“Let’s spread the wealth around”.
It is only three months since young Marco Francis was elected chairman of the Seychelles Chamber of Commerce and Industry (SCCI) replacing Vaithinusamy Ramadoss who had resigned.
But, he has since been active on so many fronts that it seems a long time has elapsed.
Mr. Francis, who is also chairman of the Seychelles-India Trade Association and runs an offshore company, said that since his election, he has been devoting 3/4 of his time to SCCI affairs.
That is because he felt there was so much to be done. “Our objective is to make Government aware of our stance before implementing any economic policies. A good Government-private sector dialogue, avoids wasting time and it is the only way forward”.
Top on his agenda, was making representations on behalf of the SCCI, regarding the Corporate Social Responsibility Tax, which the Minister of Finance had in his 2013 budget address, set at 0.5% of a business’ annual turnover above R1 million, irrespective of whether donations were being made to social projects, charity or sports.
Following negotiations with the Ministry of Finance, a compromise has been reached and now half of the tax is deductible, provided the other half is being donated to charity or approved NGOs.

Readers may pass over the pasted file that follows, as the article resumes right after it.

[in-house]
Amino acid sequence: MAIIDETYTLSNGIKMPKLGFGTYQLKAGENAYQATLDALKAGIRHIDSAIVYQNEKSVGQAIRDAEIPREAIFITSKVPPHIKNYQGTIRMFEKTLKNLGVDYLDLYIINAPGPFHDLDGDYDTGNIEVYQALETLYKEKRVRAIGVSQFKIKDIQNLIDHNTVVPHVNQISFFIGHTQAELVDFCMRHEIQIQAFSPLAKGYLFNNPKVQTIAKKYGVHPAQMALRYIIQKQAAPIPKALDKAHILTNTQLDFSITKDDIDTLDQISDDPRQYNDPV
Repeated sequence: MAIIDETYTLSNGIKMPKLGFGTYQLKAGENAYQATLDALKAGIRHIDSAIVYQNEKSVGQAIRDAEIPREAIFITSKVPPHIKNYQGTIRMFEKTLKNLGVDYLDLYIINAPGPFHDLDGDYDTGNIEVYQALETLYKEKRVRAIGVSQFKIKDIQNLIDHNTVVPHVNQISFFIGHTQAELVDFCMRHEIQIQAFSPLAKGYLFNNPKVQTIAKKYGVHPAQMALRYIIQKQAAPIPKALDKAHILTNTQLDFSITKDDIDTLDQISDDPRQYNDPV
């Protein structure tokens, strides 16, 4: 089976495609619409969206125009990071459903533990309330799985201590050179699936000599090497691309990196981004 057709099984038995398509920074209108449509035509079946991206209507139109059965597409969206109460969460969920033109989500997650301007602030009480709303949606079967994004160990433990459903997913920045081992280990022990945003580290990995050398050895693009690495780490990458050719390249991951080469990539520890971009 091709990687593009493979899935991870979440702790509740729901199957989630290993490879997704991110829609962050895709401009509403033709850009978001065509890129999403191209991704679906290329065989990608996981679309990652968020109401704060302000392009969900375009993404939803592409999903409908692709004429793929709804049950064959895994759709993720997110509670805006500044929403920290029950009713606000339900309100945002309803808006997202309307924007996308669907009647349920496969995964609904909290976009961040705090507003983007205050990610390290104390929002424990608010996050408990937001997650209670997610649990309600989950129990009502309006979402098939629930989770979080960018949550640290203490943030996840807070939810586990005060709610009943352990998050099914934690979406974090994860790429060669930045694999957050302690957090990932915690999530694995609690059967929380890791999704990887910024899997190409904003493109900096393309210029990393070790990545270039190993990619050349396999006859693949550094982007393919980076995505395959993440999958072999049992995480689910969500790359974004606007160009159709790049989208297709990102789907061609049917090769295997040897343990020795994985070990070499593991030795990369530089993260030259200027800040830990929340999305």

“But”, said Mr Francis “Our goal is to have the tax levied on profits, not on turnover”.
He noted that there is another similar tax charged for Tourism marketing and many SCCI members are subjected to both and SCCI are in negotiation to address this issue also.
Mr. Francis said that SCCI also negotiated to have the ASICODA system of clearing goods at customs delayed for three months, until both importers and clearing agents were familiar with it.
“This has helped’, but there are still outstanding issues, the main one being that the Internet provider is too slow, Database crashing and Containers are piling up at the commercial port as a result. This is pushing up costs, which will eventually be passed on to the consumers.”
The People: How Does the SCCI view the Property Law envisaged by Government, which will restrict the sale of immovable property to non-Seychellois, who may however purchase on 70 year lease?
Mr. Francis: “We have made submissions to Government regarding this issue. We think Government should tighten the sanctions system and have more transparency in the process on foreign ownership and have a tax on residential property to non-Seychellois ownership.
As it is, the Property law envisaged by Government, developments, such as Eden Island and villas linked to 5-star hotels will still continue selling freehold to non-Seychellois, while others will not. This amounts to negative discrimination.
I believe that if all non-Seychellois owners of property are taxed, as this is done in some Mediterranean countries, it can generate up to R100 million yearly which can be used to fund housing projects for our People.
The People: How does SCCI view new hotel projects coming up?